You could do what I do every time and that's make the hour slot broad enough to cover lots of tasks but narrow enough that I get down to it. I can't give you today's example shape of the day because most of it is contractually required to be quiet for the moment and some of it is a thing I should've done for a friend about ten days ago and haven't yet. (Pardon? This is all supposed to make us productive? I've gone off you now.)
But 06:00-07:00, for instance, was "Write plan for [redacted] project". Maybe a bit too broad, but it did the job. I stopped the script I was on at 06:00 and I wrote for that hour on that project.
Here's the last reason why the Shape of the Day is stupid and why I tell you it doesn't work. I did not finish that [redacted] project plan by 07:00.
But here's why it does work and why I do keep coming back to it at key moments: I now have a lot of the plan written and I didn't have that before. If I'd sat here paralysed by having to choose what to do next, I wouldn't choose and I would be paralysed.
Plus, at 07:00 the next slot in the day was a big current project that actually I returned to many, many hours today. But first I did 07:00-08:00 on it and I was significantly further into it by 08:00 than I was at the start. It was also fresh to me, it was so different from the development stuff I was doing right before it. And when I go back to that development stuff, it will seem fresh, I left it at a good spot, I know what the very next thing I want to do with it is, I will start its next hour at a clip. If I'd spent two hours on it instead, I'd be waning before I finished the second hour.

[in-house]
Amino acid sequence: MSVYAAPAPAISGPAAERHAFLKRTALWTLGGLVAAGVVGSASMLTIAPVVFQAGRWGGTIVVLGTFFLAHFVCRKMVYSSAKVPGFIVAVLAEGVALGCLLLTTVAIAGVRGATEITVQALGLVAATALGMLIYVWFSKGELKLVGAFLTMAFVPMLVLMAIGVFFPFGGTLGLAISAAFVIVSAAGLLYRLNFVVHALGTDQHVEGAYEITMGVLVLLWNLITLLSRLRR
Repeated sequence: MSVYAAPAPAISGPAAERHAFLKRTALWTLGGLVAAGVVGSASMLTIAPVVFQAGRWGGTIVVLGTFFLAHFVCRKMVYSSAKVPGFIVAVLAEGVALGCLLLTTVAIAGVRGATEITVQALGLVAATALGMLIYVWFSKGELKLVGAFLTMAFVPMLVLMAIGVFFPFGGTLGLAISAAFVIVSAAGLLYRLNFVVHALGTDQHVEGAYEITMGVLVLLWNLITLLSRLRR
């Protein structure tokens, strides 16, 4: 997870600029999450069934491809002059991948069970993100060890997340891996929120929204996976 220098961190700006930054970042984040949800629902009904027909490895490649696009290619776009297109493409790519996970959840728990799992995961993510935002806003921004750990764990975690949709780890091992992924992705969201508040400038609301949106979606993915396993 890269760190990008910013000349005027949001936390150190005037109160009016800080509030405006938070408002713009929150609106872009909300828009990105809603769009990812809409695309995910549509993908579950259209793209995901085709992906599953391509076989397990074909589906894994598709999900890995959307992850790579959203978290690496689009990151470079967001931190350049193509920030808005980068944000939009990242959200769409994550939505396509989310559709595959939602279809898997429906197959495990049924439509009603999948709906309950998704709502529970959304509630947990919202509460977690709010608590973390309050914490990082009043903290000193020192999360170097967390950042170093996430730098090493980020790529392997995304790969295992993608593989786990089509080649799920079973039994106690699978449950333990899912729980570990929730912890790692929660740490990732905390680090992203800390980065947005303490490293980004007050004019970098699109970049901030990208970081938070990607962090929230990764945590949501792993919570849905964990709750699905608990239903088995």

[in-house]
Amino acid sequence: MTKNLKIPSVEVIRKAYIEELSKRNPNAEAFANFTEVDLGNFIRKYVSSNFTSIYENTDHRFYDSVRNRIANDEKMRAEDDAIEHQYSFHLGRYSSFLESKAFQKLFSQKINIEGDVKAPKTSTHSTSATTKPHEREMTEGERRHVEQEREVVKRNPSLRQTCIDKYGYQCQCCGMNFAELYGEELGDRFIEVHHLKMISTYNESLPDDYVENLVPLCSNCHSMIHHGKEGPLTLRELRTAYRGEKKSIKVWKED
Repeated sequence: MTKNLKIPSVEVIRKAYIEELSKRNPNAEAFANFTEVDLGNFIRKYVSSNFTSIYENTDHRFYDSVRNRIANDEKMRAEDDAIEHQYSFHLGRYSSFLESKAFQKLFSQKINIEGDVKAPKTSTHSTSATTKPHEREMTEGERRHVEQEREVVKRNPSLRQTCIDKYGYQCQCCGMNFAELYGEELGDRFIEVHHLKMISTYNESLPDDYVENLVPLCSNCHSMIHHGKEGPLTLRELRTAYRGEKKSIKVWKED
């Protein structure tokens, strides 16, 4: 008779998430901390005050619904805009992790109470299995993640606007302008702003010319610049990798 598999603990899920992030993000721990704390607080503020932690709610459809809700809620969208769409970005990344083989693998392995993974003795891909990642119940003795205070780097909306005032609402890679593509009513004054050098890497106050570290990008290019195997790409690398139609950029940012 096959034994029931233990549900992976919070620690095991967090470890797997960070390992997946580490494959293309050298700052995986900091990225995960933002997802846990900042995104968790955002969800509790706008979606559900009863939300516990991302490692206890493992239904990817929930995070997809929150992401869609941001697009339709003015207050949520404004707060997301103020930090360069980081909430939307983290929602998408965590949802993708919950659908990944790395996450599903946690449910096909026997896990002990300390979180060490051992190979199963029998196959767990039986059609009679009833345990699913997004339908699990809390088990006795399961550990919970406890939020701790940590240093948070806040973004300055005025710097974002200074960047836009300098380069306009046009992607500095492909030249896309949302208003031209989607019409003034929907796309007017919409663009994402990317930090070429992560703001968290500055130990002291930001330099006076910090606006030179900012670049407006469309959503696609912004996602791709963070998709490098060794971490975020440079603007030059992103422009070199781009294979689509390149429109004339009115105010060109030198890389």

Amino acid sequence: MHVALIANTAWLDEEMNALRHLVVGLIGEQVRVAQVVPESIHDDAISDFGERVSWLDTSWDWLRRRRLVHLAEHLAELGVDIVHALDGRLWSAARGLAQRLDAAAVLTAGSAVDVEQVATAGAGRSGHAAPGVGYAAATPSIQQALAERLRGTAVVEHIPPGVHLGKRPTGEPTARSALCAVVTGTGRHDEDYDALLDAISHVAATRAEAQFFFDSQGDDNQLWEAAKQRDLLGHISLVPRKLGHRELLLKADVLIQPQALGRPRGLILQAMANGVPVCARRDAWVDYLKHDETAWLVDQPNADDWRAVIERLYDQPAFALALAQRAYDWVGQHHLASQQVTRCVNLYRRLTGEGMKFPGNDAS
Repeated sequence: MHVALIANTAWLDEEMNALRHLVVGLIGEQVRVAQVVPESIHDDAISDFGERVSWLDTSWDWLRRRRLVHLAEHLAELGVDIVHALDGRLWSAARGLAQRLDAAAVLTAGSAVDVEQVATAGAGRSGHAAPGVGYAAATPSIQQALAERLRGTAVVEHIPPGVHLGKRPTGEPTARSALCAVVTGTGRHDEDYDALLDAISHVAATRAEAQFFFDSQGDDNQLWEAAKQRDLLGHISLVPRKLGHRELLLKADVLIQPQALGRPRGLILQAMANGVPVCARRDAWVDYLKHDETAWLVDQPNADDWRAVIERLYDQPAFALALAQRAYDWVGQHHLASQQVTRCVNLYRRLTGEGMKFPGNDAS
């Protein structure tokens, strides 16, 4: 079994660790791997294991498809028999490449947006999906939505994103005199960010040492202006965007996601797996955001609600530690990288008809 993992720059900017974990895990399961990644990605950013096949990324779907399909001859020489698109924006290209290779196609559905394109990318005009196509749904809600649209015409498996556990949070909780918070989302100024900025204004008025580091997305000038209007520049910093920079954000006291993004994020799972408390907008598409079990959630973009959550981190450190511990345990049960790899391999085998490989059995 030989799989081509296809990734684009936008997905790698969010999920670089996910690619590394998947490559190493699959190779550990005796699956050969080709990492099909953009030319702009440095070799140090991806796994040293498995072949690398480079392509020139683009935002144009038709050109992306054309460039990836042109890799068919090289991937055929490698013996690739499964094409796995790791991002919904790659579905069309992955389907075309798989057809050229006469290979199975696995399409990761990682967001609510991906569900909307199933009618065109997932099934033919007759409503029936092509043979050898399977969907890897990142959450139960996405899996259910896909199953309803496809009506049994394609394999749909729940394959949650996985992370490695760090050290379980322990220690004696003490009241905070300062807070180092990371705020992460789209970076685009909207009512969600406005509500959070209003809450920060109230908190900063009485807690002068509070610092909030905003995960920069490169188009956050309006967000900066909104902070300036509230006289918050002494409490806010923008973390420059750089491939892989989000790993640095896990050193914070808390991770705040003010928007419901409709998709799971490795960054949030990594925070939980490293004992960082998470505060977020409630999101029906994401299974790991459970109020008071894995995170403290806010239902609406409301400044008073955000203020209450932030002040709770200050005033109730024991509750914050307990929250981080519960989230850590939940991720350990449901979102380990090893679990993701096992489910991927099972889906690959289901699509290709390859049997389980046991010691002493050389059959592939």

Sometimes you don't have a choice, you've just got to press on. But there are two major and two comparatively minor projects I have got to deal with today and while the ideal is that I would finish some or all of them, the ideal is not going to happen.
So while I end up with a series of unfinished pieces today, they are all much further ahead than they would be if I'd just panicked, they are all high-energy because I broke them off before I went stale on them, they are all fresh because I came to them from somewhere completely different. Plus, there's little to no paralysis of indecision because the decision has been made: in this hour I am working on this, next hour it's that and so on. You can concentrate on the job at hand knowing consciously and unconsciously that you are doing what needs to be done. That is a strange one because it's a lie: you've just made up this plan but you're sticking with it as if it's real. But it works and it helps enormously, it is perhaps the strongest part of this Shape of the Day notion because what it does is remove the flapping time: you don't ever lose time thinking oooh, should I do this bit next or that?
You're working the plan instead of flapping about trying to triage everything every time.
Couldn't read it. Now I tend to write it as a single task in OmniFocus or part of the day's notes in Evernote. But you don't have to use software. I'm not pushing an app on you. Not this week.
The software I tried was an iPhone app called Daily Routine and I've just seen, getting this screengrab (right) for you – and getting that screengrab right for you too – that despite my not using it at all this year, it has continued to chug away popping my calendar items into a kind of shape of the day.
And waiting hopelessly for me to go fiddle and add more.
You may like it a lot, I certainly enjoyed using it at first, but even this bare routine-less day looks too complicated for me.
I don't do complicated. I'm the sort who has to pay himself to get up in the morning.